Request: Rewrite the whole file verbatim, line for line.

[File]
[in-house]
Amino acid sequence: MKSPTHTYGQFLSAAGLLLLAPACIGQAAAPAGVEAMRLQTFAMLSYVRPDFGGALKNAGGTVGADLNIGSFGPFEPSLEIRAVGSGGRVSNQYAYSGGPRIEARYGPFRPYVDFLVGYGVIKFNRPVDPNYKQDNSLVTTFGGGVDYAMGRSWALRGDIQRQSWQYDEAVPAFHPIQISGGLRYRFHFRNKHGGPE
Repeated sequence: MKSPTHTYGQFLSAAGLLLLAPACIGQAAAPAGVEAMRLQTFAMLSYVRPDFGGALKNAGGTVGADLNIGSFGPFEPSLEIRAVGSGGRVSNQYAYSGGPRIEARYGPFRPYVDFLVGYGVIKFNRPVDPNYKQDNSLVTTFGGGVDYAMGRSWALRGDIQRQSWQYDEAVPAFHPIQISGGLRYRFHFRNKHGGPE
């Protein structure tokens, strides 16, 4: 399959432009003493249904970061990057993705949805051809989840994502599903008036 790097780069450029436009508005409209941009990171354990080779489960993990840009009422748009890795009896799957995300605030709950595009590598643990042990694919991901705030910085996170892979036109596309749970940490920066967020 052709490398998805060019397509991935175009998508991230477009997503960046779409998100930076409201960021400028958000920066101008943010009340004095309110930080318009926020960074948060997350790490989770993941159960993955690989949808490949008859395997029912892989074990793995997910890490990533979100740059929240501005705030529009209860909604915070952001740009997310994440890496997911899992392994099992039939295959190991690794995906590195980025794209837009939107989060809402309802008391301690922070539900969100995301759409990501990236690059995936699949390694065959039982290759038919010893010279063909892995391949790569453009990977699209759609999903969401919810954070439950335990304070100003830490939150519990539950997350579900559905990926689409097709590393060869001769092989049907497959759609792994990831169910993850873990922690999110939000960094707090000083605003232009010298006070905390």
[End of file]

[in-house]
Amino acid sequence: MKSPTHTYGQFLSAAGLLLLAPACIGQAAAPAGVEAMRLQTFAMLSYVRPDFGGALKNAGGTVGADLNIGSFGPFEPSLEIRAVGSGGRVSNQYAYSGGPRIEARYGPFRPYVDFLVGYGVIKFNRPVDPNYKQDNSLVTTFGGGVDYAMGRSWALRGDIQRQSWQYDEAVPAFHPIQISGGLRYRFHFRNKHGGPE
Repeated sequence: MKSPTHTYGQFLSAAGLLLLAPACIGQAAAPAGVEAMRLQTFAMLSYVRPDFGGALKNAGGTVGADLNIGSFGPFEPSLEIRAVGSGGRVSNQYAYSGGPRIEARYGPFRPYVDFLVGYGVIKFNRPVDPNYKQDNSLVTTFGGGVDYAMGRSWALRGDIQRQSWQYDEAVPAFHPIQISGGLRYRFHFRNKHGGPE
């Protein structure tokens, strides 16, 4: 399959432009003493249904970061990057993705949805051809989840994502599903008036 790097780069450029436009508005409209941009990171354990080779489960993990840009009422748009890795009896799957995300605030709950595009590598643990042990694919991901705030910085996170892979036109596309749970940490920066967020 052709490398998805060019397509991935175009998508991230477009997503960046779409998100930076409201960021400028958000920066101008943010009340004095309110930080318009926020960074948060997350790490989770993941159960993955690989949808490949008859395997029912892989074990793995997910890490990533979100740059929240501005705030529009209860909604915070952001740009997310994440890496997911899992392994099992039939295959190991690794995906590195980025794209837009939107989060809402309802008391301690922070539900969100995301759409990501990236690059995936699949390694065959039982290759038919010893010279063909892995391949790569453009990977699209759609999903969401919810954070439950335990304070100003830490939150519990539950997350579900559905990926689409097709590393060869001769092989049907497959759609792994990831169910993850873990922690999110939000960094707090000083605003232009010298006070905390």